1) About the document and its authors:
The article "Géographies scolaires à l’épreuve du Monde, éléments d’approche comparée des cas sud-coréen et français" ("School geography confronted to the World, elements of comparative approach to the South Korean and French cases") was published in december 2012 in ESO #34, the publication of ESO. Espaces et SOciétés - UMR 6590 is a Unite Mixte de Recherche (a research unit pooling university and CNRS ressources) that focuses on the spatial dimension of societies (coupling architecture, geography and urbanism with sociology, environmental psychology...) - typically seoulvillage-friendly subjects!
The article is signed by Saangkyun YI and Jean-Francois THEMINES for the ESO-Caen, the ESO branch at the Universite de Caen Basse-Normandie, where YI, a research Fellow at the Northeast Asian History Foundation, wrote the thesis that provides the elements for the South Korean case in the article: "Une discipline entre nation et empires : histoire de la géographie scolaire en Corée, 1876-2012" ("An academic discipline between nation and empires: history of school geography in Korea, 1876-2012"). Professor Jean-Francois THEMINES works at the Maison de la Recherche en Sciences Humaines (MRSH - Universite de Caen Basse-Normandie - CNRS), where he contributes to two programs: ESO-Caen and CERSE (Centre d'Etudes et de Recherche en Sciences de l'Education).
Interesting topic, interesting article, and interesting insights (eg the reasons behind the adoption of the US "social studies" system in Korea, or the parallel showing how the Prussian and Japanese models impacted teaching systems following the Franco-Prussian war / Treaty of Ganghwa humiliations of the 1870s). It also confirms how school geography and its iconography can echo evolutions in geopolitics, supranational / global entities or aspirations, the concept of nation...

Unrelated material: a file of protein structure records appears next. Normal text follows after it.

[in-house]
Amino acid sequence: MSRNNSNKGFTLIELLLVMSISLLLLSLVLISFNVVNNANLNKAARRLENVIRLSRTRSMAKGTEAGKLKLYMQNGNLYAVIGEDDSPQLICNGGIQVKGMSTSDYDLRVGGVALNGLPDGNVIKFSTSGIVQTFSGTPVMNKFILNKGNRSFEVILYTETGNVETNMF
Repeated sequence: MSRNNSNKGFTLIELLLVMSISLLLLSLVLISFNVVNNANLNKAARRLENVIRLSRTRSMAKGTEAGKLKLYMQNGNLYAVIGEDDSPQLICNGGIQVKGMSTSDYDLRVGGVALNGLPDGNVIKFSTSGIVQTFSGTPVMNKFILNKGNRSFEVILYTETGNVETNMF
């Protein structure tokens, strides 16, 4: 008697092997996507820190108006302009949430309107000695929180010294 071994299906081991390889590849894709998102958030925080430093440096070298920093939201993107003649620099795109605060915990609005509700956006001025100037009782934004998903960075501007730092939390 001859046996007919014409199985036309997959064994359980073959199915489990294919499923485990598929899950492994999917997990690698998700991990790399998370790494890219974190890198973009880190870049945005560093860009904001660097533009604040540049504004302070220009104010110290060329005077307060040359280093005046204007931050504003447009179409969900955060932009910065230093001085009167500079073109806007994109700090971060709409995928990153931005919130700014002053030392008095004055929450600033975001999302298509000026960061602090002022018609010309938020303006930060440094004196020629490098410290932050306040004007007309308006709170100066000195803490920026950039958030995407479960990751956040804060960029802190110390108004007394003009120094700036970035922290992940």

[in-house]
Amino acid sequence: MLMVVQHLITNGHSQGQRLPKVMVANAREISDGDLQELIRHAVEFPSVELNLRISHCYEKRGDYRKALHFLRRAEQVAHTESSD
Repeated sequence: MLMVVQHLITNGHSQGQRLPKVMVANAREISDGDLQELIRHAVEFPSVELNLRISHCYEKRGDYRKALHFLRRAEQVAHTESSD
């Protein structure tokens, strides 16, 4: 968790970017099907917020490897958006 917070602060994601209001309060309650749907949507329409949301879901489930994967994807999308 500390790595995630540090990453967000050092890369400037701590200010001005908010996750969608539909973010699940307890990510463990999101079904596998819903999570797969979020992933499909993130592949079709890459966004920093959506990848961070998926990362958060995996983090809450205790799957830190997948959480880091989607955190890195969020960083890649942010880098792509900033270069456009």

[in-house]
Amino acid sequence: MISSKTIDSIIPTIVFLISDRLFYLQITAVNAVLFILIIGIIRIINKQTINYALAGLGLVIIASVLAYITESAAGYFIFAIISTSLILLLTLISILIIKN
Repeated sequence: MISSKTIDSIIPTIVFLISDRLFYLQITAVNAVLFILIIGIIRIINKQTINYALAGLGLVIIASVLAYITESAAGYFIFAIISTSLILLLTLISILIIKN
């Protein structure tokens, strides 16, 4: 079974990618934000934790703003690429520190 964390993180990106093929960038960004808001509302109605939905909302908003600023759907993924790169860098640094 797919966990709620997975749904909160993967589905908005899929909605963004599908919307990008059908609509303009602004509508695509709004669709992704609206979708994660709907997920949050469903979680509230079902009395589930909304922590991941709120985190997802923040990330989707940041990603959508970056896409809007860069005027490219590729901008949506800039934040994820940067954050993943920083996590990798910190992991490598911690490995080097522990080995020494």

Now about that Dokdo thing.
2) The truth about Dokdo:
First of all, the Northeast Asian History Foundation - Dokdo connection didn't come as a surprise: this organization aiming at peace in the region by "resolving historical conflicts" has from the start focused on this issue, and even organized essay contests about it. Each time you visit their website (historyfoundation.or.kr), you get this pop-up "10 truths about Dokdo - not known in Japan":
Saangkyun YI doesn't seem to hide his sympathy for the Dokdo cause in his own posts, and I respect that transparency**. I also think that mentioning Dokdo and the way it is treated in Korean geography textbooks is relevant for this article. The question is: is the article fair about the issue?
The answer seems to be positive.
If the words "Takeshima" or even "Liancourt" don't appear anywhere, the Dokdo islets seem properly presented ("considered as hers by South Korea" (...) "but Japan claims their sovereignty"). Note that they are "situated off the Eastern coast of the Korean peninsula", which conveniently skips the "East Sea - Sea of Japan" part of the equation, even if it doesn't leave a clue about the relative position of Japan.